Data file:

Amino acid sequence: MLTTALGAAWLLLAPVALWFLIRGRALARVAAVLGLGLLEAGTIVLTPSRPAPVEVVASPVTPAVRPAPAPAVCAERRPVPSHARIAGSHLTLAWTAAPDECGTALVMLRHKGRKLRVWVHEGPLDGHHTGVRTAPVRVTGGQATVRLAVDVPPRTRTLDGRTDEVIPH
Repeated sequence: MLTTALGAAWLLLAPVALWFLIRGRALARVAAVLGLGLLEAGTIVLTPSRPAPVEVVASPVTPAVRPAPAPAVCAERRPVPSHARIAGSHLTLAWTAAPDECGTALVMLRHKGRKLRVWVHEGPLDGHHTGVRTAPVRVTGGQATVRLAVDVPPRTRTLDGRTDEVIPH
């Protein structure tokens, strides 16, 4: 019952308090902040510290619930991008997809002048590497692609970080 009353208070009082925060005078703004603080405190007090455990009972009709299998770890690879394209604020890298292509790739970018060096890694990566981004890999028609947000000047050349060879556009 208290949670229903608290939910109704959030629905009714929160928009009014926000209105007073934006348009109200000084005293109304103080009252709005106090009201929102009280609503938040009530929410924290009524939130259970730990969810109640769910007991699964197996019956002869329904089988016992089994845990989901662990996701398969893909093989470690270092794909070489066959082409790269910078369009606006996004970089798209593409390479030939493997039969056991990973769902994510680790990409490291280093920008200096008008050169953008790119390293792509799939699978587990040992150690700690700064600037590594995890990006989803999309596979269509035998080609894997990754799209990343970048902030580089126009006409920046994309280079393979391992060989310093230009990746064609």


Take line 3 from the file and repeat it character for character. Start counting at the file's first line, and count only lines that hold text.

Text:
């Protein structure tokens, strides 16, 4: 019952308090902040510290619930991008997809002048590497692609970080 009353208070009082925060005078703004603080405190007090455990009972009709299998770890690879394209604020890298292509790739970018060096890694990566981004890999028609947000000047050349060879556009 208290949670229903608290939910109704959030629905009714929160928009009014926000209105007073934006348009109200000084005293109304103080009252709005106090009201929102009280609503938040009530929410924290009524939130259970730990969810109640769910007991699964197996019956002869329904089988016992089994845990989901662990996701398969893909093989470690270092794909070489066959082409790269910078369009606006996004970089798209593409390479030939493997039969056991990973769902994510680790990409490291280093920008200096008008050169953008790119390293792509799939699978587990040992150690700690700064600037590594995890990006989803999309596979269509035998080609894997990754799209990343970048902030580089126009006409920046994309280079393979391992060989310093230009990746064609």